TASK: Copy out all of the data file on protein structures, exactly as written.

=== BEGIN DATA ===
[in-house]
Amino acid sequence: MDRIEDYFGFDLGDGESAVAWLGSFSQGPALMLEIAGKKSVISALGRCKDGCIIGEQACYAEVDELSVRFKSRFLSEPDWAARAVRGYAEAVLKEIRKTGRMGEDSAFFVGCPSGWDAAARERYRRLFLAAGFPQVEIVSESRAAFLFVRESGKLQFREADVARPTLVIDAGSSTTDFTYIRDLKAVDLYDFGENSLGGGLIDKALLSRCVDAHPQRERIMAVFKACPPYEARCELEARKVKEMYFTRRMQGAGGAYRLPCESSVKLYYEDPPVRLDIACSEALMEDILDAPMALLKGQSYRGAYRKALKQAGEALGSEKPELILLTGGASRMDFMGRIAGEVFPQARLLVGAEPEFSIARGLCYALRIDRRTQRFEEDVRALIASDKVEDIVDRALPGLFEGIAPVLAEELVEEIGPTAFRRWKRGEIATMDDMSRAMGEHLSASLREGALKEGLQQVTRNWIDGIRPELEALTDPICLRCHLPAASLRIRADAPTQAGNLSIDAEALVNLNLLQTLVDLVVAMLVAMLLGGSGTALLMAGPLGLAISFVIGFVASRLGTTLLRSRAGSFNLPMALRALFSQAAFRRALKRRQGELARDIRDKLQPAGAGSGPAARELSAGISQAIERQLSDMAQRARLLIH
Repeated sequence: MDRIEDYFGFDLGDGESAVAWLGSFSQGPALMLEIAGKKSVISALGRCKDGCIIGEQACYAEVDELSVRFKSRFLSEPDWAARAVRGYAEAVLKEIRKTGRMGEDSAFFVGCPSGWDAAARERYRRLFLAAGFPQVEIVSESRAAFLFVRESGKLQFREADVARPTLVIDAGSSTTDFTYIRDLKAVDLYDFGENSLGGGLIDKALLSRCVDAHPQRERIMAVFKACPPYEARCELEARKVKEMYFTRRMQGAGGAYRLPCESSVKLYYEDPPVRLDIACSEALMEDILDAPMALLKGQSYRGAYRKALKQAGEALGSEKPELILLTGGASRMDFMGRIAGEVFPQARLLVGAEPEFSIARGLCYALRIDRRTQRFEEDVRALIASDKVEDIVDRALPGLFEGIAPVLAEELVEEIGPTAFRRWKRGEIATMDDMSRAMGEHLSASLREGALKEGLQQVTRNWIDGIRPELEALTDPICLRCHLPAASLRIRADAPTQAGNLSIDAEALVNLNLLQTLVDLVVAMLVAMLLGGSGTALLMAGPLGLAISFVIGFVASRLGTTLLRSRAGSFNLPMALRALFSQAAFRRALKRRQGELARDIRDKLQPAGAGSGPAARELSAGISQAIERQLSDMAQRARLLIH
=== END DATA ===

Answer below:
[in-house]
Amino acid sequence: MDRIEDYFGFDLGDGESAVAWLGSFSQGPALMLEIAGKKSVISALGRCKDGCIIGEQACYAEVDELSVRFKSRFLSEPDWAARAVRGYAEAVLKEIRKTGRMGEDSAFFVGCPSGWDAAARERYRRLFLAAGFPQVEIVSESRAAFLFVRESGKLQFREADVARPTLVIDAGSSTTDFTYIRDLKAVDLYDFGENSLGGGLIDKALLSRCVDAHPQRERIMAVFKACPPYEARCELEARKVKEMYFTRRMQGAGGAYRLPCESSVKLYYEDPPVRLDIACSEALMEDILDAPMALLKGQSYRGAYRKALKQAGEALGSEKPELILLTGGASRMDFMGRIAGEVFPQARLLVGAEPEFSIARGLCYALRIDRRTQRFEEDVRALIASDKVEDIVDRALPGLFEGIAPVLAEELVEEIGPTAFRRWKRGEIATMDDMSRAMGEHLSASLREGALKEGLQQVTRNWIDGIRPELEALTDPICLRCHLPAASLRIRADAPTQAGNLSIDAEALVNLNLLQTLVDLVVAMLVAMLLGGSGTALLMAGPLGLAISFVIGFVASRLGTTLLRSRAGSFNLPMALRALFSQAAFRRALKRRQGELARDIRDKLQPAGAGSGPAARELSAGISQAIERQLSDMAQRARLLIH
Repeated sequence: MDRIEDYFGFDLGDGESAVAWLGSFSQGPALMLEIAGKKSVISALGRCKDGCIIGEQACYAEVDELSVRFKSRFLSEPDWAARAVRGYAEAVLKEIRKTGRMGEDSAFFVGCPSGWDAAARERYRRLFLAAGFPQVEIVSESRAAFLFVRESGKLQFREADVARPTLVIDAGSSTTDFTYIRDLKAVDLYDFGENSLGGGLIDKALLSRCVDAHPQRERIMAVFKACPPYEARCELEARKVKEMYFTRRMQGAGGAYRLPCESSVKLYYEDPPVRLDIACSEALMEDILDAPMALLKGQSYRGAYRKALKQAGEALGSEKPELILLTGGASRMDFMGRIAGEVFPQARLLVGAEPEFSIARGLCYALRIDRRTQRFEEDVRALIASDKVEDIVDRALPGLFEGIAPVLAEELVEEIGPTAFRRWKRGEIATMDDMSRAMGEHLSASLREGALKEGLQQVTRNWIDGIRPELEALTDPICLRCHLPAASLRIRADAPTQAGNLSIDAEALVNLNLLQTLVDLVVAMLVAMLLGGSGTALLMAGPLGLAISFVIGFVASRLGTTLLRSRAGSFNLPMALRALFSQAAFRRALKRRQGELARDIRDKLQPAGAGSGPAARELSAGISQAIERQLSDMAQRARLLIH